Oral N-acetylcysteine has a deleterious effect in acute iron intoxication in rats

Ibrahim Abu-Kishk, Eran Kozer, Lee H. Goldstein, Sarit Weinbaum, Adina Bar-Haim, Yoav Alkan, Irena Petrov, Sandra Evans, Yariv Siman-Tov, Matitiahu Berkovitch*

*Corresponding author for this work

Research output: Contribution to journalArticlepeer-review

7 Scopus citations

Abstract

Acute iron intoxication is associated with depletion of reduced glutathione in hepatocytes and changes in the glutathione system enzymes. We hypothesized that treatment with N-acetylcysteine (NAC), a glutathione reducing agent and an antioxidant, would reduce mortality in acute iron intoxication. We used a rat model to test this hypothesis. Male rats were assigned to 4 groups. Group 1 received 400 mg/kg elemental iron by oral gavage, group 2 received the same dose of iron followed by NAC, group 3 received NAC only, whereas group 4 received distilled water. Iron and liver transaminases in the blood, and glutathione system enzymes in the liver and erythrocytes were measured. Mortality in group 2 was significantly higher after 2, 6, and 24 hours compared with group 1 (P < .001). No deaths were observed in groups 3 and 4. Serum iron levels were significantly higher in group 2 rats compared to group 1 rats (P < .001). Hepatic and erythrocyte glutathione system enzymes were significantly lower among rats in group 2 compared to rats in group 1. The administration of NAC probably increased the absorption of iron through the gastrointestinal tract, causing higher serum iron levels with significant hepatic damage. These results indicate that in a rat model of acute iron intoxication, orally administered NAC may increase mortality.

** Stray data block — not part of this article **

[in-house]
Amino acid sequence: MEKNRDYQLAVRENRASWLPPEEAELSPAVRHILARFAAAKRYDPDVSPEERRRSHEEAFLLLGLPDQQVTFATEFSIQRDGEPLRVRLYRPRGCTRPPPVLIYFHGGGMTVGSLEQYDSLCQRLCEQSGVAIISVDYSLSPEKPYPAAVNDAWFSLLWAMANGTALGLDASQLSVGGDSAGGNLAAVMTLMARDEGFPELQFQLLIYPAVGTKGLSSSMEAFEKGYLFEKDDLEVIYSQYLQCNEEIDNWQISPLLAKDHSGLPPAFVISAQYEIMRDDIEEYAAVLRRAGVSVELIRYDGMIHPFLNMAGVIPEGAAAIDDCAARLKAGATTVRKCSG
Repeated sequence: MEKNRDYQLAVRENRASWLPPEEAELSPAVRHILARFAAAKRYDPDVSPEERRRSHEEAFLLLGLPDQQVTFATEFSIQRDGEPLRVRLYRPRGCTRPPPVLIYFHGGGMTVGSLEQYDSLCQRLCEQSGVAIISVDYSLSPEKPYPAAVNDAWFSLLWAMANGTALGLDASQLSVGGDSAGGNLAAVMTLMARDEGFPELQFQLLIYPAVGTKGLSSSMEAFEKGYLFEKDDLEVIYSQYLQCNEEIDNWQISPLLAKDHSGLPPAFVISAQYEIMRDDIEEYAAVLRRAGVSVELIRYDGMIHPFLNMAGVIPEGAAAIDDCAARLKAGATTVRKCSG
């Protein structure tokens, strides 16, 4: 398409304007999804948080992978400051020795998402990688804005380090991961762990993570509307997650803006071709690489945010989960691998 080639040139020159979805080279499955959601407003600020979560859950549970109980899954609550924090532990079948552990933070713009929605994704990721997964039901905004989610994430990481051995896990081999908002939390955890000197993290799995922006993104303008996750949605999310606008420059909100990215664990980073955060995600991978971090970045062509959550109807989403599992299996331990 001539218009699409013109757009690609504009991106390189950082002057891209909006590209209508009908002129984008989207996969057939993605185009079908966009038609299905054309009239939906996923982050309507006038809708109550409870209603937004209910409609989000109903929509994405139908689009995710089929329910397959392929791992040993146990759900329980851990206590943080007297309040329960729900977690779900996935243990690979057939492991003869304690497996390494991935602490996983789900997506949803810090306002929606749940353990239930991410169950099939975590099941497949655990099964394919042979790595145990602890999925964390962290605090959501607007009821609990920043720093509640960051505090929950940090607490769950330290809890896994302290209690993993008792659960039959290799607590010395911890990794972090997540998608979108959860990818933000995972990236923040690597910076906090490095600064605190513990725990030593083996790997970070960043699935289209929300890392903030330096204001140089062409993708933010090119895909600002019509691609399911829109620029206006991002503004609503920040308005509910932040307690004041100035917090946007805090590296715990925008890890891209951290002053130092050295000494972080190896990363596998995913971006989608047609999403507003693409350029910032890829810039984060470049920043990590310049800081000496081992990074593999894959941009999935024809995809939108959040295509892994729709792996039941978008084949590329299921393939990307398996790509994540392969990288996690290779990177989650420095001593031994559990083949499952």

Original languageEnglish
Pages (from-to)8-12
Number of pages5
JournalAmerican Journal of Emergency Medicine
Volume28
Issue number1
DOIs
StatePublished - Jan 2010

Funding

FundersFunder number
Ministry of Health, State of Israel

    Fingerprint

    Dive into the research topics of 'Oral N-acetylcysteine has a deleterious effect in acute iron intoxication in rats'. Together they form a unique fingerprint.

    Cite this